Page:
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On Catholic Soapbox, Gavin Abraham talks about an editorial by Archbishop Timothy Costelloe of Perth.

Archbishop Costelloe has hit many nails on the head in the excerpts I’ve shared, but even more in the wider article. While I think most people recognise that the sex abuse crisis has severely eroded the Church’s moral standing in society, few have been so explicit in acknowleding it.

And Archbishop Costelloe does it in the right context, saying that while the Church might struggle to be heard in the same way in might have been 20 or 50 or 100 years ago, that doesn’t change the fact that the message is as real and important and resonant as it always has been.

I recommend you read the rest of what Gavin has to say, and also follow his link to the editorial.

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Last night, I sent in my submission the Government Administration Committee on the Marriage (Definition of Marriage) Amendment Bill. Submissions close today – you can make an online submission via the government’s website. (Online submission button is at the bottom of the page.)

Here’s what I had to say (you’ll recognise some of it if you’ve been reading my posts for a while):

I oppose the Marriage (Definition of Marriage) Amendment Bill.

Marriage between a man and a woman is a natural social institution

Cultures throughout history have had formal ways of creating families as places in which to raise children. Marriage, as a social institution, is found in one form or another in all cultures throughout the world

The majority tradition in New Zealand recognises four features of marriage: complementarity, openness to children, exclusiveness, and duration. Indeed, these features are common to most traditions.


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MercatorNet led me to this interesting little essay on the Keynesian theory that the future would bring an economy where most people would need to work only four hours a day:

It was exactly this prospect that John Maynard Keynes conjured up in a little essay published in 1930 called “Economic Possibilities for Our Grandchildren.” Its thesis was simple. As technological progress made possible an increase in the output of goods per hour worked, people would have to work less and less to satisfy their needs, until in the end they would have to work hardly at all. Then, Keynes wrote, “for the first time since his creation man will be faced with his real, his permanent problem—how to use his freedom from pressing economic cares, how to occupy the leisure, which science and compound interest will have won for him, to live wisely and agreeably and well.” He thought this condition might be reached in about 100 years—that is, by 2030.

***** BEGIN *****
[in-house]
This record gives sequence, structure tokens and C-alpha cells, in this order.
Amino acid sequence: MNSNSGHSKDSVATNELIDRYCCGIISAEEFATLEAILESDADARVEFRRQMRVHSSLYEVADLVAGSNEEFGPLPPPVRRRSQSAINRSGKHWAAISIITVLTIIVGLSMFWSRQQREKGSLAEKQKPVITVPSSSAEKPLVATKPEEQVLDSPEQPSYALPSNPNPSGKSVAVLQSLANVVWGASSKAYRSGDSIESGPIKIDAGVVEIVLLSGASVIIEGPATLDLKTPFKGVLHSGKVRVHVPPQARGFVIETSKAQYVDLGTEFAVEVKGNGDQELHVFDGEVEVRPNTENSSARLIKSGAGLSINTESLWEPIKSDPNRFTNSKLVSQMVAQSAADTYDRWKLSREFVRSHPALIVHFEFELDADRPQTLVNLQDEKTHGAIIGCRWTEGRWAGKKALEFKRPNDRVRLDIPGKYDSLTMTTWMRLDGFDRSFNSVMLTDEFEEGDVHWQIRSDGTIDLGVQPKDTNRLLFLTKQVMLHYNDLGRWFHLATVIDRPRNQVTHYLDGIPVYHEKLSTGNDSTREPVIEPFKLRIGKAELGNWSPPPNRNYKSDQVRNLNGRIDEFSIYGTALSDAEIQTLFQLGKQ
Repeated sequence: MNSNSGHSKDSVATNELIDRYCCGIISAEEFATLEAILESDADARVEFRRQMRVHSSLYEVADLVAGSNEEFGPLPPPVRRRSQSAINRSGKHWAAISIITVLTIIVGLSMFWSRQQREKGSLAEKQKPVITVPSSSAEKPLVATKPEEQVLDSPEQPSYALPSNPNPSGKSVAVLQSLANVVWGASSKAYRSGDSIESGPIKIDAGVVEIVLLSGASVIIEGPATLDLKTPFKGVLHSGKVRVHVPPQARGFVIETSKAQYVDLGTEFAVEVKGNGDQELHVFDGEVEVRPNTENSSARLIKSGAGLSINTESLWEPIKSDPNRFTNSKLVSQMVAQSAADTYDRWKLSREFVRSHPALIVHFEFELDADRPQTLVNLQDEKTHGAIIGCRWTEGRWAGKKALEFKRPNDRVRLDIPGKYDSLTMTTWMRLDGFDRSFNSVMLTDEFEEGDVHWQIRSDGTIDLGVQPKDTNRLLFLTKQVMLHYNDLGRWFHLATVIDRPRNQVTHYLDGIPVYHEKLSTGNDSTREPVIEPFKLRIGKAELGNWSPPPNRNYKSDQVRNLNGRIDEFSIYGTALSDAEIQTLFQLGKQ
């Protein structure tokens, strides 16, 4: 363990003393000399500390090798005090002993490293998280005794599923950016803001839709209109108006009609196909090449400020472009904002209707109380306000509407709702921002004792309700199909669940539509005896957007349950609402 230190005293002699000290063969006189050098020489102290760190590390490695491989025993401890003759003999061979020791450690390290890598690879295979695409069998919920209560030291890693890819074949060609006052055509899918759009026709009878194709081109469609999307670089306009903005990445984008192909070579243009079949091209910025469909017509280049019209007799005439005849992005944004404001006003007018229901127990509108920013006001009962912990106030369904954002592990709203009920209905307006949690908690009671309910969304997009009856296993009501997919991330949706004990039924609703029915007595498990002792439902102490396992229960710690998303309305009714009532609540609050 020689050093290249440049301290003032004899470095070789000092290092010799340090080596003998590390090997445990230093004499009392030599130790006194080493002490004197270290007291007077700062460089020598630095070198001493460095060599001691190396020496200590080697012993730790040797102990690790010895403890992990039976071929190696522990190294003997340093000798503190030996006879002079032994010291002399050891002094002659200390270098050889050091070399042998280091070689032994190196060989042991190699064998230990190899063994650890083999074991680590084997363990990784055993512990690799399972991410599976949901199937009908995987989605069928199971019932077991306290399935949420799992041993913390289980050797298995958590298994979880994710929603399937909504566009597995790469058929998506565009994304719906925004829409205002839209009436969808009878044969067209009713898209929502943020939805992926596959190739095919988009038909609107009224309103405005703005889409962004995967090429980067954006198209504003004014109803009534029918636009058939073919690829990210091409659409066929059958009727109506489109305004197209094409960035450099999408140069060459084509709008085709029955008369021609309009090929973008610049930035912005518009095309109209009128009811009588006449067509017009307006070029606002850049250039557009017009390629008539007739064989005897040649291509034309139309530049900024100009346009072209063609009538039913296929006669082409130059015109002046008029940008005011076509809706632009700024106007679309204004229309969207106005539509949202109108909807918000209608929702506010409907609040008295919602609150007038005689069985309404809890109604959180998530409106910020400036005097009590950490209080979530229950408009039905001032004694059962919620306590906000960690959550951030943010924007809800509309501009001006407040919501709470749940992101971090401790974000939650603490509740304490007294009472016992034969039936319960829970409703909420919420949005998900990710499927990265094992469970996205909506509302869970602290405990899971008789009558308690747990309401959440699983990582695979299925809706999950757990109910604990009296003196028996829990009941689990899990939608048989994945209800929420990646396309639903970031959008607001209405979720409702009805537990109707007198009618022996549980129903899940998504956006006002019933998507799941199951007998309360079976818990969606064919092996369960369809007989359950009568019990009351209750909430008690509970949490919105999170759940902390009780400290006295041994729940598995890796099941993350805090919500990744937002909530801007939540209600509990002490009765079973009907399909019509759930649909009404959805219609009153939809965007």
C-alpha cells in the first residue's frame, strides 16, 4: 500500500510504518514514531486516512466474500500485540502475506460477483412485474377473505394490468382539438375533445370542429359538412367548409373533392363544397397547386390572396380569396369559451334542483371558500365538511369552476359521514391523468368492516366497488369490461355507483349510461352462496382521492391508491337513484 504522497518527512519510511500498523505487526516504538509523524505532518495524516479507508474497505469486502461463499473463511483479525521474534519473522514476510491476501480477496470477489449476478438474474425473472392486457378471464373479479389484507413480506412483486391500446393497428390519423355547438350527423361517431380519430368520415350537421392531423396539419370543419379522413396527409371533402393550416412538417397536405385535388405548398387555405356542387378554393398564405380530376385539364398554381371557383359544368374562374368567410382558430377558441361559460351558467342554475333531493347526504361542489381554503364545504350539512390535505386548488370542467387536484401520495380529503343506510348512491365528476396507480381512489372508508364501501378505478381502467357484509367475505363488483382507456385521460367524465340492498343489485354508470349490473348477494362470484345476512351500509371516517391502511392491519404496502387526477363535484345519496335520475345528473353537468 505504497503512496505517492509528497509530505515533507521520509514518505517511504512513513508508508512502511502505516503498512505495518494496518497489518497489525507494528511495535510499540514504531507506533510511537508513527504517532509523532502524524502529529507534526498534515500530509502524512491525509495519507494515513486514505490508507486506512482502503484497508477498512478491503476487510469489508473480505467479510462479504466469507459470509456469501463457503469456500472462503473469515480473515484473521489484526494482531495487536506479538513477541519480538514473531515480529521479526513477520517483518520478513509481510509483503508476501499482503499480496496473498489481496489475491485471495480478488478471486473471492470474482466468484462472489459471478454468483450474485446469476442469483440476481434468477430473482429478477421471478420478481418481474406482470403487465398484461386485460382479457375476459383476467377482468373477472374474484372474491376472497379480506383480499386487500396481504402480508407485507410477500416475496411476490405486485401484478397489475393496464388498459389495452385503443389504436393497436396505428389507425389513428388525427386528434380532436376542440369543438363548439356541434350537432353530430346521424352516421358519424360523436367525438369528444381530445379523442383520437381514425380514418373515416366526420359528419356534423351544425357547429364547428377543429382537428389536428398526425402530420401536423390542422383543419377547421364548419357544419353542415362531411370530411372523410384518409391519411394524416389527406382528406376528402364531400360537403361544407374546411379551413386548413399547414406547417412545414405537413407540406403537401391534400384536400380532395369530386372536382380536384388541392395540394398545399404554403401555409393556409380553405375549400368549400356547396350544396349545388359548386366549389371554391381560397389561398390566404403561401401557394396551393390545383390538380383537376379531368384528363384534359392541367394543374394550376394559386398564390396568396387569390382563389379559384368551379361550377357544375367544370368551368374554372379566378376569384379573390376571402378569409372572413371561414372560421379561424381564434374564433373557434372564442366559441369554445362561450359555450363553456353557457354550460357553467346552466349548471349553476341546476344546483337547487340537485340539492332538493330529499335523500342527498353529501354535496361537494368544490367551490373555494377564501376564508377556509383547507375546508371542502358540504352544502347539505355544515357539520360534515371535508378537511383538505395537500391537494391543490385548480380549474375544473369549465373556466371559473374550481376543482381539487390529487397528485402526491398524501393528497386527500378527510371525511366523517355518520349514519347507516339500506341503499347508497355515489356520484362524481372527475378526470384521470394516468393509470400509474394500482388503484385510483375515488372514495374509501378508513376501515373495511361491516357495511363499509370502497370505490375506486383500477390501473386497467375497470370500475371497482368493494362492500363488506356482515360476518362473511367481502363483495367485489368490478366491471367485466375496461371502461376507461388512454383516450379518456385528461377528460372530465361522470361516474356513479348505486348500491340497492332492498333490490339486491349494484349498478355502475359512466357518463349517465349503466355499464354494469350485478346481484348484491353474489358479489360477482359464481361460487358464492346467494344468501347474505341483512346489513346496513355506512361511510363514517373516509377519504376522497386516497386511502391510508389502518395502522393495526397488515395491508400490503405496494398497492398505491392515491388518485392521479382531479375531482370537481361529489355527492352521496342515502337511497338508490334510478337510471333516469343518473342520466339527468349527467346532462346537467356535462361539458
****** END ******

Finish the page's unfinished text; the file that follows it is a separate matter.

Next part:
In the article, the writers look at the faults of capitalism – and a possible post-capitalist economy – through the lens of Keynes’ essay. They say:

Let us state firmly that we are not in favor of idleness. What we wish to see more of is leisure, a category that, properly understood, is so far from coinciding with idleness that it approaches its polar opposite. Leisure, in the true, now almost forgotten sense of the word, is activity without extrinsic end, “purposiveness without purpose,” as Kant put it. The sculptor engrossed in cutting marble, the teacher intent on imparting a difficult idea, the musician struggling with a score, a scientist exploring the mysteries of space and time—such people have no other aim than to do well what they are doing. They may receive an income for their efforts, but that income is not what motivates them. They are engaged in leisure, not toil.

This is an idealization, of course. In the real world, extrinsic rewards, including financial rewards, are never entirely out of mind. Still, insofar as action proceeds not from necessity but from inclination, insofar as it is spontaneous, not servile and mechanical, toil is at an end and leisure has begun. This—not idleness—is our ideal. It is only our culture’s poverty of imagination that leads it to believe that all creativity and innovation—as opposed to that specific kind directed to improving economic processes—needs to be stimulated by money.